On a recent delayed Delta Air Lines flight, it was reported that the cabin crew was prevented from deplaning to avoid a crew timeout. Delta Air Lines disputes the claim, however, this does raise some issues as how the delay was handled. At the end of the event, the crew remained onboard and the flight arrived late in Toronto.
Huffpost reported that the aircraft operating flight DL1990 from Atlanta to Toronto was delayed due to a maintenance issue. According to the report, the gate agent received the following message:
“Do not open door, flt attendants out of time and none available…let [maintenance] do their work without opening door thanks.”
The issue came down to flight attendant duty hours. If flight attendants were to hit their maximum duty hours, the flight would be canceled due to a lack of availability of crew. Or, the flight would be delayed until the morning when a new crew would be available.
Crew time limits
Cabin crew have a certain number of hours they can work in a given time before they reach a voluntary point of deplaning. If the crew times out and chooses to end their day, the flight would need a new crew. In some cases, cabin crew who go above the limit would earn overtime pay. But, with the job already stressful, chances are most people would likely want to deplane.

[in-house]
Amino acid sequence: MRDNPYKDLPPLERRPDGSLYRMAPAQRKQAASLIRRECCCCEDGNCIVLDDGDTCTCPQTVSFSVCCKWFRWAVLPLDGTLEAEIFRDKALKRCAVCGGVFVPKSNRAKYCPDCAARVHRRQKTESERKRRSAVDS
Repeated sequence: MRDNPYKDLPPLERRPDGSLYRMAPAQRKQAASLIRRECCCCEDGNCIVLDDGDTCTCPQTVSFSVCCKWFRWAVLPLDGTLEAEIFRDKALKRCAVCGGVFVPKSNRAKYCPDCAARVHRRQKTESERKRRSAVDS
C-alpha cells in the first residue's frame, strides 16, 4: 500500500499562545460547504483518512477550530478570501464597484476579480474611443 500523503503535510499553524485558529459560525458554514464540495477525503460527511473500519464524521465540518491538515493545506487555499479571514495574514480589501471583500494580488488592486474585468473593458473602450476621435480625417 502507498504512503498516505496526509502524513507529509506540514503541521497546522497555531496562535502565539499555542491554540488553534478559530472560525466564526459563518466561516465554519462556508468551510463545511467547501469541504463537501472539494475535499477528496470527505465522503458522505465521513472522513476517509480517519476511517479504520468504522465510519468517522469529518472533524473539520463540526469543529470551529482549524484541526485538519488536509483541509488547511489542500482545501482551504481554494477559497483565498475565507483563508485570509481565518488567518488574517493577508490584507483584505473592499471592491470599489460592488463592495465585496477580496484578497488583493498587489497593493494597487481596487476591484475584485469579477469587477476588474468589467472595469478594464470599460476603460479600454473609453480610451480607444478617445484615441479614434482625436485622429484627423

Simple Flying reached out to Delta Air Lines for comment. Delta confirmed that it was not their policy to routinely keep cabin doors closed to avoid having flight attendants deplane. The following statement was also provided:
“Operating an airline is a team effort and the guidance shared in this exchange does not reflect the respect and collaboration we expect of our employees when making operational decisions. Delta’s unique culture is built on supporting one another and that didn’t happen in this case. We have followed up directly with the team member involved to address this situation.”
–Delta Air Line’s statement on the situation
In addition, Delta stated that the flight attendants voluntarily continued to work the flight and received overtime pay.
Cabin crew time limits are serious. After all, cabin crew have an important safety role in the sky and, in case of emergency, a tired flight attendant is less likely to be as vigilant as one who is well-rested.
It is unclear what directive was made that led to the messages reported by Huffpost, however, it seems that Delta Air Lines has resolved the situation. On the other hand, this could lead to some questions and changes in flight attendant policies when it comes to handling delays and crew overtime.
Have you been impacted by a crew time out? Let us know in the comments!